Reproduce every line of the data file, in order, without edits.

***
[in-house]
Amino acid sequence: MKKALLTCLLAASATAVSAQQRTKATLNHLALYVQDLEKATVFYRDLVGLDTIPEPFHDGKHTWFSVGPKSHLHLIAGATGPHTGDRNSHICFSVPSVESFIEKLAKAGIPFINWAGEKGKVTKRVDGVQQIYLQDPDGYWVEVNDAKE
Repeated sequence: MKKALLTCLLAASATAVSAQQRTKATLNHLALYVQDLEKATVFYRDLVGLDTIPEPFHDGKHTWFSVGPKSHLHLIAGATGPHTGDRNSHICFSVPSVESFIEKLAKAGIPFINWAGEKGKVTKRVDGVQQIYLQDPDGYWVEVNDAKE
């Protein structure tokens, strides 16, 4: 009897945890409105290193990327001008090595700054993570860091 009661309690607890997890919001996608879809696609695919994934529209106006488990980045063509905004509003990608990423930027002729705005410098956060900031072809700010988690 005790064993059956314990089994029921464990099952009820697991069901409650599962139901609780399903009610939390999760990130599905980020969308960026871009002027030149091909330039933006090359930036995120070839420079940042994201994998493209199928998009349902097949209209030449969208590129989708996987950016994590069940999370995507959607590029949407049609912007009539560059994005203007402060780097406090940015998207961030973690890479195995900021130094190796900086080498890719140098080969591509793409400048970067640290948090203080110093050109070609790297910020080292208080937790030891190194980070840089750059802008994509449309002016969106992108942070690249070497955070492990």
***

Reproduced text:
[in-house]
Amino acid sequence: MKKALLTCLLAASATAVSAQQRTKATLNHLALYVQDLEKATVFYRDLVGLDTIPEPFHDGKHTWFSVGPKSHLHLIAGATGPHTGDRNSHICFSVPSVESFIEKLAKAGIPFINWAGEKGKVTKRVDGVQQIYLQDPDGYWVEVNDAKE
Repeated sequence: MKKALLTCLLAASATAVSAQQRTKATLNHLALYVQDLEKATVFYRDLVGLDTIPEPFHDGKHTWFSVGPKSHLHLIAGATGPHTGDRNSHICFSVPSVESFIEKLAKAGIPFINWAGEKGKVTKRVDGVQQIYLQDPDGYWVEVNDAKE
């Protein structure tokens, strides 16, 4: 009897945890409105290193990327001008090595700054993570860091 009661309690607890997890919001996608879809696609695919994934529209106006488990980045063509905004509003990608990423930027002729705005410098956060900031072809700010988690 005790064993059956314990089994029921464990099952009820697991069901409650599962139901609780399903009610939390999760990130599905980020969308960026871009002027030149091909330039933006090359930036995120070839420079940042994201994998493209199928998009349902097949209209030449969208590129989708996987950016994590069940999370995507959607590029949407049609912007009539560059994005203007402060780097406090940015998207961030973690890479195995900021130094190796900086080498890719140098080969591509793409400048970067640290948090203080110093050109070609790297910020080292208080937790030891190194980070840089750059802008994509449309002016969106992108942070690249070497955070492990």